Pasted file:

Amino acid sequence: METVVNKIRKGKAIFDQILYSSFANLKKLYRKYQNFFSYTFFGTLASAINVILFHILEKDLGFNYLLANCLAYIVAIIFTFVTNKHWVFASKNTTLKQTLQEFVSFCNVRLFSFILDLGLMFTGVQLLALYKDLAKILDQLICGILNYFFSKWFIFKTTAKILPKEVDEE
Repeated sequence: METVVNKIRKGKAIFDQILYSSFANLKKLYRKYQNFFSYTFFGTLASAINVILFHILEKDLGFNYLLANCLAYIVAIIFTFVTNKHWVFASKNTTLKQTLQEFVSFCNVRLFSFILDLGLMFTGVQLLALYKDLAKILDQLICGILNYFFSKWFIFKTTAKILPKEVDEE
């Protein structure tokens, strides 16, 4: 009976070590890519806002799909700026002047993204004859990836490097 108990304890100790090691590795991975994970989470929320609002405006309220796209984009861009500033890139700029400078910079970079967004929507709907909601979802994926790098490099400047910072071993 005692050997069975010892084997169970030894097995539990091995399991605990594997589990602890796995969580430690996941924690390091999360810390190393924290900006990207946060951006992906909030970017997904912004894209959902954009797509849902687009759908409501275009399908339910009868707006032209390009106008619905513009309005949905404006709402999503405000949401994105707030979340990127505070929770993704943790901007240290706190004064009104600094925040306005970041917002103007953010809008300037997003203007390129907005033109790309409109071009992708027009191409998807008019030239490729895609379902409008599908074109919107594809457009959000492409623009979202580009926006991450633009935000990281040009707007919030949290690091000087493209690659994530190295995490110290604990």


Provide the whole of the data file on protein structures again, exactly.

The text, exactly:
Amino acid sequence: METVVNKIRKGKAIFDQILYSSFANLKKLYRKYQNFFSYTFFGTLASAINVILFHILEKDLGFNYLLANCLAYIVAIIFTFVTNKHWVFASKNTTLKQTLQEFVSFCNVRLFSFILDLGLMFTGVQLLALYKDLAKILDQLICGILNYFFSKWFIFKTTAKILPKEVDEE
Repeated sequence: METVVNKIRKGKAIFDQILYSSFANLKKLYRKYQNFFSYTFFGTLASAINVILFHILEKDLGFNYLLANCLAYIVAIIFTFVTNKHWVFASKNTTLKQTLQEFVSFCNVRLFSFILDLGLMFTGVQLLALYKDLAKILDQLICGILNYFFSKWFIFKTTAKILPKEVDEE
């Protein structure tokens, strides 16, 4: 009976070590890519806002799909700026002047993204004859990836490097 108990304890100790090691590795991975994970989470929320609002405006309220796209984009861009500033890139700029400078910079970079967004929507709907909601979802994926790098490099400047910072071993 005692050997069975010892084997169970030894097995539990091995399991605990594997589990602890796995969580430690996941924690390091999360810390190393924290900006990207946060951006992906909030970017997904912004894209959902954009797509849902687009759908409501275009399908339910009868707006032209390009106008619905513009309005949905404006709402999503405000949401994105707030979340990127505070929770993704943790901007240290706190004064009104600094925040306005970041917002103007953010809008300037997003203007390129907005033109790309409109071009992708027009191409998807008019030239490729895609379902409008599908074109919107594809457009959000492409623009979202580009926006991450633009935000990281040009707007919030949290690091000087493209690659994530190295995490110290604990």